Collaborative Lab is the ideating / research space of the studio, where difficult and impossible hypothesis are tested, calibrated and refined for them to be deployed and absorbed into real time projects. It also functions as collaborative platform, where the studio partners with experts from different fields, Governments and other research organizations to investigate ideas that are impactful.
Recently, Collaborative Lab, along with Building Science Lab, College of Architecture, Trivandrum (CAT) partnered with Government of Kerala’s department of education to Design Audit all the public schools in the state to extensively map the existing infrastructure. The audit shall serve as a base to improve existing facilities and to outline future strategies in designing educational spaces in the state.
The Project Brick is an attempt to map this incredible narrative around brick; as a basic building block that shaped not only individual buildings, but in cases, the entire cities. But, the Brick Story has some unexpected twist in plots in the current reality of renewed environmental goals, resource utilisation and the overarching impact on ecology and environment; particularly in the wake of rapid urbanisation and the threat it poses to the ecological balance, cultivable land and the over-all resilience. Though touted as one of most environmentally and contextually appropriate materials till the later part of last millennia; many countries are restricting and pushing for innovations with lesser carbon and ecological foot print in the manufacturing process. One extreme case may be, China banning the production of traditional bricks all together.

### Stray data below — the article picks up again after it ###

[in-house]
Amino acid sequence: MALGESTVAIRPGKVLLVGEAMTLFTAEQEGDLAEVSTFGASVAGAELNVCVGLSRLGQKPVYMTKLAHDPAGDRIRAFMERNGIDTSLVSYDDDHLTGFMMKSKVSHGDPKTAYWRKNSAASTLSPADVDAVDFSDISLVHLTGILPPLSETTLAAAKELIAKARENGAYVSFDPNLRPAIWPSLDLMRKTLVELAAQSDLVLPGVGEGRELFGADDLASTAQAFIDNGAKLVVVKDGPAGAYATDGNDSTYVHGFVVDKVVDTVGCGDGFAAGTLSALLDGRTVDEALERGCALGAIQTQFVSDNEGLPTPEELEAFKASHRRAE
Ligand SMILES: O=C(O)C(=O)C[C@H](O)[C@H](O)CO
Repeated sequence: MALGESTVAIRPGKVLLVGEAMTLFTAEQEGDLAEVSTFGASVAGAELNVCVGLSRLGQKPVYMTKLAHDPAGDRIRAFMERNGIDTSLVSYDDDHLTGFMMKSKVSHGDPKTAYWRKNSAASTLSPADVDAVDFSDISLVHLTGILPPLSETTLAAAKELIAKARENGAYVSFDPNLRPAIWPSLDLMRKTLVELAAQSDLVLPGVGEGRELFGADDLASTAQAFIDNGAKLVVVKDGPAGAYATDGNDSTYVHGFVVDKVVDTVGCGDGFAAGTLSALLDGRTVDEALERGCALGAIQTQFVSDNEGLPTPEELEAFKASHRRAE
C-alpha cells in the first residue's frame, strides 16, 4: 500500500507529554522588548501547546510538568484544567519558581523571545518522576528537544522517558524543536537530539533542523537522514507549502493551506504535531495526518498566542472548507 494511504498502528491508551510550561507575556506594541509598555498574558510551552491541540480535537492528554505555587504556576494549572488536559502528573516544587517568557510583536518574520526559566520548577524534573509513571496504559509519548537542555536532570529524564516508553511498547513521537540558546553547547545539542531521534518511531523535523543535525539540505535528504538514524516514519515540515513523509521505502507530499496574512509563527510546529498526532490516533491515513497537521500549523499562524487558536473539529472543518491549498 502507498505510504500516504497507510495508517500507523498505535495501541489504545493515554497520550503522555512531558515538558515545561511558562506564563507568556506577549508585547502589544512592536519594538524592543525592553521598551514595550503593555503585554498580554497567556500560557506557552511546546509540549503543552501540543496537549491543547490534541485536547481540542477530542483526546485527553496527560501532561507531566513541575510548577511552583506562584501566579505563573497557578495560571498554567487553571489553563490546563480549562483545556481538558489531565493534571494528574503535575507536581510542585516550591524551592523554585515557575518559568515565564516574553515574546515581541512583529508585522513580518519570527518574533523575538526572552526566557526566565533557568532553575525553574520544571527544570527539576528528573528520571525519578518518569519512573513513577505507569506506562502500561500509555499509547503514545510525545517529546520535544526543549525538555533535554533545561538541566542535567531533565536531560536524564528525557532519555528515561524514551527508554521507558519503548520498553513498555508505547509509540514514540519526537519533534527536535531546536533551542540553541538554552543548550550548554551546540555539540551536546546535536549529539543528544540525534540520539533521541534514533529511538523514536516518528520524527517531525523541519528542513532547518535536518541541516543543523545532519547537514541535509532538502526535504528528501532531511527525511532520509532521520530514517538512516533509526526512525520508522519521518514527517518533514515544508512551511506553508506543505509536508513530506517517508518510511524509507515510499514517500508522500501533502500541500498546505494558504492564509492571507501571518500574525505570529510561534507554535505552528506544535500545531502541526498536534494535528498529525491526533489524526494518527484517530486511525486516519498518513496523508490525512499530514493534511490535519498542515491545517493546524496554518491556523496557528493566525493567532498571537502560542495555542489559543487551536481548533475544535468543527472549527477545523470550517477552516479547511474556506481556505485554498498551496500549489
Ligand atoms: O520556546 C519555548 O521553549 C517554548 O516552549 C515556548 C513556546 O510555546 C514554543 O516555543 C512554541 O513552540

Equally important is the conversation around ecologically and environmentally responsible processes and practices around the world. Wapan may be one of the most poetic ways to reuse and recycle; popularised in the projects of Wang Shu, but it also a reflection of the time and a critique on preservation of heritage or the lack of it, in contemporary societies that are undergoing rapid modernisation.
The exhibit draws attention on ethical relation between urban centres and the surrounding hinterlands and how the latter subsidises the former in its voracious consumption, adversely impacting those communities. The new urban strategies call for re-evaluations of the old models for resilient, liveable cities; while maintaining the ecological integrity of the surrounding hinterlands along with urgent focus on food security of urban centres. The industry has also embraced change and invested in making the process markedly less inclement to the ecology and environment. The exhibit also explores some of the notable examples and their contribution in the production of contemporary architecture.